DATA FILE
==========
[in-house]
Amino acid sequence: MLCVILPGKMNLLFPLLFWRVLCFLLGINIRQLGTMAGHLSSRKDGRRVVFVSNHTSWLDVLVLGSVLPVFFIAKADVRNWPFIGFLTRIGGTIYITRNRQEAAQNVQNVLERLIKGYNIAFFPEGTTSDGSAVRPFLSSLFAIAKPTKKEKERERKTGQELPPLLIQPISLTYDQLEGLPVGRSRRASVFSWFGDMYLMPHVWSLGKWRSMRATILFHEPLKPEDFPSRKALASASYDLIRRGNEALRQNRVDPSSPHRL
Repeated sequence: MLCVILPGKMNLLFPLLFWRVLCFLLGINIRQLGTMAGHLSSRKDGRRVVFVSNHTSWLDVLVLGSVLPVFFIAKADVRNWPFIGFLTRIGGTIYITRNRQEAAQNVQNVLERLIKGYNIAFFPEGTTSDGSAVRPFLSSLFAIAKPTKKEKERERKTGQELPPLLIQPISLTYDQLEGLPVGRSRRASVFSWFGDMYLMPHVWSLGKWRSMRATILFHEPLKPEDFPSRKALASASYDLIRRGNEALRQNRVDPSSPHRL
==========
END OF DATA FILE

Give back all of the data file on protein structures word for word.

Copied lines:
[in-house]
Amino acid sequence: MLCVILPGKMNLLFPLLFWRVLCFLLGINIRQLGTMAGHLSSRKDGRRVVFVSNHTSWLDVLVLGSVLPVFFIAKADVRNWPFIGFLTRIGGTIYITRNRQEAAQNVQNVLERLIKGYNIAFFPEGTTSDGSAVRPFLSSLFAIAKPTKKEKERERKTGQELPPLLIQPISLTYDQLEGLPVGRSRRASVFSWFGDMYLMPHVWSLGKWRSMRATILFHEPLKPEDFPSRKALASASYDLIRRGNEALRQNRVDPSSPHRL
Repeated sequence: MLCVILPGKMNLLFPLLFWRVLCFLLGINIRQLGTMAGHLSSRKDGRRVVFVSNHTSWLDVLVLGSVLPVFFIAKADVRNWPFIGFLTRIGGTIYITRNRQEAAQNVQNVLERLIKGYNIAFFPEGTTSDGSAVRPFLSSLFAIAKPTKKEKERERKTGQELPPLLIQPISLTYDQLEGLPVGRSRRASVFSWFGDMYLMPHVWSLGKWRSMRATILFHEPLKPEDFPSRKALASASYDLIRRGNEALRQNRVDPSSPHRL